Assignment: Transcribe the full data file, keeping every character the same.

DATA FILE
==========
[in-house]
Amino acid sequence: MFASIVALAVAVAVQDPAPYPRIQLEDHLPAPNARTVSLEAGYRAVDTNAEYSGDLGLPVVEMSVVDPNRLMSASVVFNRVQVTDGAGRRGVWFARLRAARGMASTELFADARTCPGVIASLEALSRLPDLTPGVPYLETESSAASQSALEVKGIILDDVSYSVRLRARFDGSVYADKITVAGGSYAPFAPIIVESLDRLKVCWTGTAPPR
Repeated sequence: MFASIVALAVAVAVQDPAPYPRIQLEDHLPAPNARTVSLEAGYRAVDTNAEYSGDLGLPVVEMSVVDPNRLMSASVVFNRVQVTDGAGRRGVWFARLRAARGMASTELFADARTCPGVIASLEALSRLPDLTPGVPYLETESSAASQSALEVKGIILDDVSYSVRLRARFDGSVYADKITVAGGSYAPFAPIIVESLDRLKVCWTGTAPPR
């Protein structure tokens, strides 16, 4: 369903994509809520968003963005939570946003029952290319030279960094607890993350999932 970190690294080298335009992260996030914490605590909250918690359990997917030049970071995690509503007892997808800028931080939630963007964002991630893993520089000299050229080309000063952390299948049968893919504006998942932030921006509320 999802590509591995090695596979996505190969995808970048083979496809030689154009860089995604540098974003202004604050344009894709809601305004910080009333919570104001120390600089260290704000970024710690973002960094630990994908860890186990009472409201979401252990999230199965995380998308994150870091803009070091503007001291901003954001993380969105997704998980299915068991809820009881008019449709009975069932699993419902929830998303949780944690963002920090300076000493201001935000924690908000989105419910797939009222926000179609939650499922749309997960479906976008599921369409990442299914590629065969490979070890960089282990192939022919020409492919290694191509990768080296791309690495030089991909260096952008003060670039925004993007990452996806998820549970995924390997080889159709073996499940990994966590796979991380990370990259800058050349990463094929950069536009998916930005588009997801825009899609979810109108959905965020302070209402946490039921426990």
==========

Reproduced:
[in-house]
Amino acid sequence: MFASIVALAVAVAVQDPAPYPRIQLEDHLPAPNARTVSLEAGYRAVDTNAEYSGDLGLPVVEMSVVDPNRLMSASVVFNRVQVTDGAGRRGVWFARLRAARGMASTELFADARTCPGVIASLEALSRLPDLTPGVPYLETESSAASQSALEVKGIILDDVSYSVRLRARFDGSVYADKITVAGGSYAPFAPIIVESLDRLKVCWTGTAPPR
Repeated sequence: MFASIVALAVAVAVQDPAPYPRIQLEDHLPAPNARTVSLEAGYRAVDTNAEYSGDLGLPVVEMSVVDPNRLMSASVVFNRVQVTDGAGRRGVWFARLRAARGMASTELFADARTCPGVIASLEALSRLPDLTPGVPYLETESSAASQSALEVKGIILDDVSYSVRLRARFDGSVYADKITVAGGSYAPFAPIIVESLDRLKVCWTGTAPPR
């Protein structure tokens, strides 16, 4: 369903994509809520968003963005939570946003029952290319030279960094607890993350999932 970190690294080298335009992260996030914490605590909250918690359990997917030049970071995690509503007892997808800028931080939630963007964002991630893993520089000299050229080309000063952390299948049968893919504006998942932030921006509320 999802590509591995090695596979996505190969995808970048083979496809030689154009860089995604540098974003202004604050344009894709809601305004910080009333919570104001120390600089260290704000970024710690973002960094630990994908860890186990009472409201979401252990999230199965995380998308994150870091803009070091503007001291901003954001993380969105997704998980299915068991809820009881008019449709009975069932699993419902929830998303949780944690963002920090300076000493201001935000924690908000989105419910797939009222926000179609939650499922749309997960479906976008599921369409990442299914590629065969490979070890960089282990192939022919020409492919290694191509990768080296791309690495030089991909260096952008003060670039925004993007990452996806998820549970995924390997080889159709073996499940990994966590796979991380990370990259800058050349990463094929950069536009998916930005588009997801825009899609979810109108959905965020302070209402946490039921426990």